Odd as it sounds, the vehicles we all depend on are the key to a cleaner, more prosperous future for Minnesotans.
Across the U.S., companies large and small are accelerating plans to electrify their fleets and expand electric vehicle (EV) charging stations. For many of Minnesota’s largest employers, transitioning to EVs would go a long way to meeting their sustainability goals while also cutting costs.
Minnesota has the chance to put strong policies in place that would take advantage of this significant shift in corporate demand for EVs so that Minnesotans would reap the cost-saving and health benefits of cleaner vehicles. An important place to start is by implementing strong clean car standards.
In December, the Minnesota Pollution Control Agency (MPCA) released a proposal for clean car standards, and it is currently making its way through the rulemaking process. If fully adopted, these standards would give residents and companies more access to a wider array of clean vehicle options, including SUVs, pickup trucks and delivery vans. That’s one of the reasons why a group of six companies — including Clif Bar, IKEA Retail US, JLL, Lime, Lyft and Uber — submitted a letter to the MPCA in support of Minnesota’s clean cars standards.
Transportation is currently the number one source of climate pollution in the state and the country. Minnesota has fallen behind on the climate goals enacted through the bipartisan Next Generation Energy Act in 2007, and these companies are backing strong clean car standards as a way to help Minnesota get back on track.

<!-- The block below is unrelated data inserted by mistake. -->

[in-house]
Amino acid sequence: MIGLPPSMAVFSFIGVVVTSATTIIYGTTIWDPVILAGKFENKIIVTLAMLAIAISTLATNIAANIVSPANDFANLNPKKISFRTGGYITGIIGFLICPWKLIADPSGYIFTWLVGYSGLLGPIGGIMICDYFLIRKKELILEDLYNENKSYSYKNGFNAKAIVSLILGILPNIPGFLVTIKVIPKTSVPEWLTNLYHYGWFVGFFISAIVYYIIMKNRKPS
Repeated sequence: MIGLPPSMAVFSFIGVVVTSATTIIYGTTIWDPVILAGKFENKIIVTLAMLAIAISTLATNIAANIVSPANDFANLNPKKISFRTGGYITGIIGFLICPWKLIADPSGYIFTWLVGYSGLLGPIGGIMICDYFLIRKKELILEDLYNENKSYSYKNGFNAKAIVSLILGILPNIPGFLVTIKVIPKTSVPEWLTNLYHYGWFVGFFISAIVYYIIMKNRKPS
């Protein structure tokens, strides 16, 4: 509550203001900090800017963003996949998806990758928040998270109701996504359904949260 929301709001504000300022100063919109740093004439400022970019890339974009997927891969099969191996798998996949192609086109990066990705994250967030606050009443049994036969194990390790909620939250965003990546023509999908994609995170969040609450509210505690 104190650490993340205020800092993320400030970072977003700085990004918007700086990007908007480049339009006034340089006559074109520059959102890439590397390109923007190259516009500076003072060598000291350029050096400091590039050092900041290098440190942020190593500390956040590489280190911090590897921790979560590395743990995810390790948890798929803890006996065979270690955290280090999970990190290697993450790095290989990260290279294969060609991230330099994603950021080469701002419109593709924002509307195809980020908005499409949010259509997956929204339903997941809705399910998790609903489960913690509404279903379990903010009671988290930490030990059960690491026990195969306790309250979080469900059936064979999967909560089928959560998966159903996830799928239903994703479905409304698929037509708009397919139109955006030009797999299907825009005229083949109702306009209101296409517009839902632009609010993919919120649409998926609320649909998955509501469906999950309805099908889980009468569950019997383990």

Clean car standards present an opportunity for Minnesota to reduce climate pollution while supporting the economy. New analysis from non-partisan research groups Energy Innovation and Rocky Mountain Institute shows a pathway for Minnesota to reduce climate pollution while also adding billions of dollars to the state economy and creating a plethora of new jobs. A key element of the pathway is improving availability of EVs through the adoption of clean car standards.
Making the switch to EVs also offers a plethora of benefits beyond reducing climate pollution. Perhaps at the top of the list for companies are the savings from lower fuel and maintenance costs. Though EVs are technologically more advanced than gas-powered vehicles, they are far simpler mechanically. With fewer moving parts, they cost less to maintain, are not in the shop as much and are more reliable.
These benefits are likely why more than 200 clean transportation professionals predicted in a recent Mortenson survey that half of fleets will be made up of clean transportation options in five to seven years.
But it’s not just companies and vehicle owners that stand to benefit from the transition to EVs —all Minnesotans would see cost savings and improved air quality. Gasoline and diesel-powered vehicles contribute to air pollution, which can greatly exacerbate asthma and other respiratory problems. In Minnesota, air pollution from sources like cars and trucks contributes to approximately 10% of all deaths each year and more than 1,300 hospitalizations as a result of heart and lung problems — disproportionately impacting rural Minnesotans. EVs are at least 40% cleaner than their conventional vehicles, and they will only become cleaner as the electricity grid becomes increasingly powered by renewable energy.
The health benefits of EVs are especially important now as we work to protect Minnesota’s communities from the COVID-19 pandemic. A nationwide study conducted last year found that COVID-19 patients in areas with high levels of air pollution are more likely to die from the infection than patients in regions with healthier air.
It’s clear that strong clean car standards would be a win for Minnesota’s economy, the health of its residents and the environment. We applaud state leaders for recognizing the importance of these standards in the midst of the coronavirus pandemic.